Science and Technology Facilities Council
Machine learning could help the ongoing search for gravitational waves
A trio of students from the University of Glasgow funded by STFC have developed a sophisticated artificial intelligence which could underpin the next phase of gravitational wave astronomy.
In a new paper published yesterday the researchers discuss how they used artificial intelligence tools to train an AI ‘brain’ to search for gravitational wave signals.
Gravitational waves, ripples in space-time caused by massive astronomical events, were first hypothesised by Albert Einstein in 1915. It took another century until September 2015 before the Laser Interferometry Gravitational-Wave Observatory (LIGO) detectors in the United States first picked up the very faint signals from the collision of binary black holes. Since that historic first detection the Advanced LIGO and European VIRGO detectors have picked up numerous signals from other binary black holes and one from the collision of binary neutron stars.
Currently, gravitational wave signals are picked from the background noise of the detectors using a technique known as matched filtering, which measures the outputs from the detectors against a bank of template waveforms. Signals which match the shape of a template waveform are then examined more closely to determine whether they represent genuine gravitational wave detection.
However, the process requires a great deal of computing power.
University of Glasgow Physics and Astronomy postgraduate students Hunter Gabbard and Fergus Hayes and undergraduate Michael Williams decided to investigate whether deep learning, a form of artificial intelligence, could help make the process of detection more computationally efficient.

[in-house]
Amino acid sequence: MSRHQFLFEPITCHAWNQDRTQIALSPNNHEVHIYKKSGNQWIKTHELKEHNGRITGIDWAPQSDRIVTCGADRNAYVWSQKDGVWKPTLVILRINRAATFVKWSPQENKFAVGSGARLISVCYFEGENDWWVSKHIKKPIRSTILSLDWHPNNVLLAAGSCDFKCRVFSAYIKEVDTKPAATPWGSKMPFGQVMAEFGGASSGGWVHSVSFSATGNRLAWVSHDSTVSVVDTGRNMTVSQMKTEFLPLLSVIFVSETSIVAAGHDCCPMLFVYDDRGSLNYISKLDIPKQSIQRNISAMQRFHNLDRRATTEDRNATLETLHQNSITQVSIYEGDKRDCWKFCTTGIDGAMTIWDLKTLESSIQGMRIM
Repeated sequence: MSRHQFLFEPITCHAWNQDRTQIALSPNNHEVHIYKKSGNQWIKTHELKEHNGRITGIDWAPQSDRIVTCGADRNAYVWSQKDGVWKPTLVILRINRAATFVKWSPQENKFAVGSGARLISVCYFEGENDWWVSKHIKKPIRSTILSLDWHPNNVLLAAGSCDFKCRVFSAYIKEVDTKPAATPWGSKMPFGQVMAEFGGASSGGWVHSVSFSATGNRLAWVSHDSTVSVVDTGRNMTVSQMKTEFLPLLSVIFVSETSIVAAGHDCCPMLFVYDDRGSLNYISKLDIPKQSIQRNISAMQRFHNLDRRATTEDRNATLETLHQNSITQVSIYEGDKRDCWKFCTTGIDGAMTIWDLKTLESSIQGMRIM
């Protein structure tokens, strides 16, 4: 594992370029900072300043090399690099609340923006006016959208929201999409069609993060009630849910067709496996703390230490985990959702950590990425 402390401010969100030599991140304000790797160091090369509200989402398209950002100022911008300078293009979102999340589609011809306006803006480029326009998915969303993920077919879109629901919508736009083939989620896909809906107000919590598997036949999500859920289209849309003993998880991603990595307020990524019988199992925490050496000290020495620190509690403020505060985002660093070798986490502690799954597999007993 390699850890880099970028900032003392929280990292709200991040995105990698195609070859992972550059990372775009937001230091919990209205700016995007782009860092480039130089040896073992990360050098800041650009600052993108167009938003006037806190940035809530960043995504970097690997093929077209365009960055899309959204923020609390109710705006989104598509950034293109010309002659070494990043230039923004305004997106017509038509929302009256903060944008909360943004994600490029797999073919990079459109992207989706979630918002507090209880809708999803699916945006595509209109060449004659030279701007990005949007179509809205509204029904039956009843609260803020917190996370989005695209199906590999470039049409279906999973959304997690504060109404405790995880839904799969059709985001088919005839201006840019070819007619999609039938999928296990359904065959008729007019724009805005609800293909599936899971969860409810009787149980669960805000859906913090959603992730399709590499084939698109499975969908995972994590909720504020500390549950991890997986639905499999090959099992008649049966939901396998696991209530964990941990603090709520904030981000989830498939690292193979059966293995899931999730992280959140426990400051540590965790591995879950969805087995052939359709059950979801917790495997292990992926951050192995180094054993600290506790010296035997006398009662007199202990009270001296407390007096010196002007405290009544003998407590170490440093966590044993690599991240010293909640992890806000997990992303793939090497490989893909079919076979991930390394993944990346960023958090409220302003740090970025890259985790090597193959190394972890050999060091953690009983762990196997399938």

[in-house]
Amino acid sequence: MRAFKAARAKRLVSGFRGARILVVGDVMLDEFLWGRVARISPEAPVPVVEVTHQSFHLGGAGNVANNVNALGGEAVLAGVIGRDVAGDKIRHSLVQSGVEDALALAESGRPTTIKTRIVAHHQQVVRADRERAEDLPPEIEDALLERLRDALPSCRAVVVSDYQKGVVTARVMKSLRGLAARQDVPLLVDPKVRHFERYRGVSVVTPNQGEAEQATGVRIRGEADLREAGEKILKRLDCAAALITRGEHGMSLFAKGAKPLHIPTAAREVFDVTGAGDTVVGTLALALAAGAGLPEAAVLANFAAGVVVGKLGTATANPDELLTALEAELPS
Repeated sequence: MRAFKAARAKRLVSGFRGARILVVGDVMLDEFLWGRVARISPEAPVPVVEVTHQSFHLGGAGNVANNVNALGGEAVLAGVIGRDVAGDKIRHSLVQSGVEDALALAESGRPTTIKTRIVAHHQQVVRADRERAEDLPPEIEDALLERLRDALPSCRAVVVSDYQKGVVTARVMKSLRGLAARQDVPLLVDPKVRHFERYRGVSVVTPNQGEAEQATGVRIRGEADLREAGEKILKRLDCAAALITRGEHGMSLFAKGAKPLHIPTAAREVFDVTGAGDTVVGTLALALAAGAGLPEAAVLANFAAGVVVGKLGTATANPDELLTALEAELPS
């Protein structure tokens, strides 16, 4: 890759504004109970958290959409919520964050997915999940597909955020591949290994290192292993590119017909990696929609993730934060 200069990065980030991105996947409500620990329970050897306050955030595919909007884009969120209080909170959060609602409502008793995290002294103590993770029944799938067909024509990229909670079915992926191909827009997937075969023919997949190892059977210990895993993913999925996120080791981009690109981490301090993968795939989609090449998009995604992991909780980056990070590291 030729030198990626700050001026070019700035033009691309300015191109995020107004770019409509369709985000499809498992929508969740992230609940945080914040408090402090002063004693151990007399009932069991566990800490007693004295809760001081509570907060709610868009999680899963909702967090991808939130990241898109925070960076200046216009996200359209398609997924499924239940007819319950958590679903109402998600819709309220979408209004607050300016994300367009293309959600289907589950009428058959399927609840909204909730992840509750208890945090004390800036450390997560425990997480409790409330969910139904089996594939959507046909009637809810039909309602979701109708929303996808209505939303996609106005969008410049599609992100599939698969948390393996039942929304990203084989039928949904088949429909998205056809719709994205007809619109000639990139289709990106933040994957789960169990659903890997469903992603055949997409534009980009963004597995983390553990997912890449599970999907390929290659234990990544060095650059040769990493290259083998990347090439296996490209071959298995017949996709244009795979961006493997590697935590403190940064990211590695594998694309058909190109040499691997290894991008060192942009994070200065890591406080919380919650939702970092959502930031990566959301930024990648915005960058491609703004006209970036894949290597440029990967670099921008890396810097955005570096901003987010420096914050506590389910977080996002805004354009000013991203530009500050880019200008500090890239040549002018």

Under the direction of University of Glasgow astrophysicist Dr Christopher Messenger, they used a process known as supervised deep learning to build an artificial intelligence capable of correctly picking out gravitational wave signals buried in noise from thousands of simulated datasets which they created.
In this research paper the team concentrated specifically on binary black hole detections but looking at potential next steps they think the process could easily be applied to other types of gravitational wave signals and they are keen to continue their research.
The researchers’ paper, titled ‘Matching matched filtering with deep networks for gravitational-wave astronomy’, is published in Physical Review Letters and is available online.
Learn more about the research: University of Glasgow - Machine Learning Could Help Search for Gravitational Waves.
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It is funded by the NSF, and operated by Caltech and MIT, which conceived and built the project. Financial support for the Advanced LIGO project was led by NSF with Germany (Max Planck Society), the U.K. (Science and Technology Facilities Council) and Australia (Australian Research Council) making significant commitments and contributions to the project. More than 1,200 scientists from around the world participate in the effort through the LIGO Scientific Collaboration, which includes the GEO Collaboration. Additional partners are listed online.
It is a second generation gravitational-wave detector consisting of two identical interferometers located in Hanford, WA and Livingston, LA. It uses precision laser interferometry similar to Advanced Virgo to detect gravitational waves. Beginning operating in September 2015, Advanced LIGO has conducted two observing runs. The second ‘O2’ observing run began on Nov. 30, 2016 and ended on Aug. 25, 2017. LIGO multimedia.
LIGO consists of two L-shaped interferometers, one in Hanford, Washington, and one in Livingston, Louisiana. Each arm of each L is 2½ miles (4 km) long. Lasers look for changes in each arm's length as small as a millionth the diameter of a proton. Passing gravitational waves might distort space-time by that much.
The search for Gravitational Waves
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